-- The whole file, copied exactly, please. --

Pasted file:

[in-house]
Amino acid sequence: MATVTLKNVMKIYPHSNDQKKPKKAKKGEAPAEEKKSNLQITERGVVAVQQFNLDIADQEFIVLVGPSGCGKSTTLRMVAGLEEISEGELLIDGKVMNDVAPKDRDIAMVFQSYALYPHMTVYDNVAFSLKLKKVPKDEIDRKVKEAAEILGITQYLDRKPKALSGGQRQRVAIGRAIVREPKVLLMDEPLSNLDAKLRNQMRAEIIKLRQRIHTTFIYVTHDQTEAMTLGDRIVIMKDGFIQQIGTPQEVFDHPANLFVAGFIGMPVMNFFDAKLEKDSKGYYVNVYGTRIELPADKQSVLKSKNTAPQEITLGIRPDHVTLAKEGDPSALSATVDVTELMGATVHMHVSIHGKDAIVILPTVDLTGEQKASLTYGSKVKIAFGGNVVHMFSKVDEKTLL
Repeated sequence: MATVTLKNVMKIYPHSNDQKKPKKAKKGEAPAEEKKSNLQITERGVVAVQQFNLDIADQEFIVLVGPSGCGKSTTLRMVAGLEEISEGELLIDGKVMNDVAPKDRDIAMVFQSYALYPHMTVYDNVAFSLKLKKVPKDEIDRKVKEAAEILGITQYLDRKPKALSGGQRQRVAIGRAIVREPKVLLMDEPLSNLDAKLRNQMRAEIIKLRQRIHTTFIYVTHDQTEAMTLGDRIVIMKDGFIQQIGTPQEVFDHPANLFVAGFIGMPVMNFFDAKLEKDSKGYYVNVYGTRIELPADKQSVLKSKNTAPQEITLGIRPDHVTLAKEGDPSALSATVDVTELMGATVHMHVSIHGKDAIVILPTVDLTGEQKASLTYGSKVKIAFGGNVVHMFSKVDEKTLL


[in-house]
Amino acid sequence: MATVTLKNVMKIYPHSNDQKKPKKAKKGEAPAEEKKSNLQITERGVVAVQQFNLDIADQEFIVLVGPSGCGKSTTLRMVAGLEEISEGELLIDGKVMNDVAPKDRDIAMVFQSYALYPHMTVYDNVAFSLKLKKVPKDEIDRKVKEAAEILGITQYLDRKPKALSGGQRQRVAIGRAIVREPKVLLMDEPLSNLDAKLRNQMRAEIIKLRQRIHTTFIYVTHDQTEAMTLGDRIVIMKDGFIQQIGTPQEVFDHPANLFVAGFIGMPVMNFFDAKLEKDSKGYYVNVYGTRIELPADKQSVLKSKNTAPQEITLGIRPDHVTLAKEGDPSALSATVDVTELMGATVHMHVSIHGKDAIVILPTVDLTGEQKASLTYGSKVKIAFGGNVVHMFSKVDEKTLL
Repeated sequence: MATVTLKNVMKIYPHSNDQKKPKKAKKGEAPAEEKKSNLQITERGVVAVQQFNLDIADQEFIVLVGPSGCGKSTTLRMVAGLEEISEGELLIDGKVMNDVAPKDRDIAMVFQSYALYPHMTVYDNVAFSLKLKKVPKDEIDRKVKEAAEILGITQYLDRKPKALSGGQRQRVAIGRAIVREPKVLLMDEPLSNLDAKLRNQMRAEIIKLRQRIHTTFIYVTHDQTEAMTLGDRIVIMKDGFIQQIGTPQEVFDHPANLFVAGFIGMPVMNFFDAKLEKDSKGYYVNVYGTRIELPADKQSVLKSKNTAPQEITLGIRPDHVTLAKEGDPSALSATVDVTELMGATVHMHVSIHGKDAIVILPTVDLTGEQKASLTYGSKVKIAFGGNVVHMFSKVDEKTLL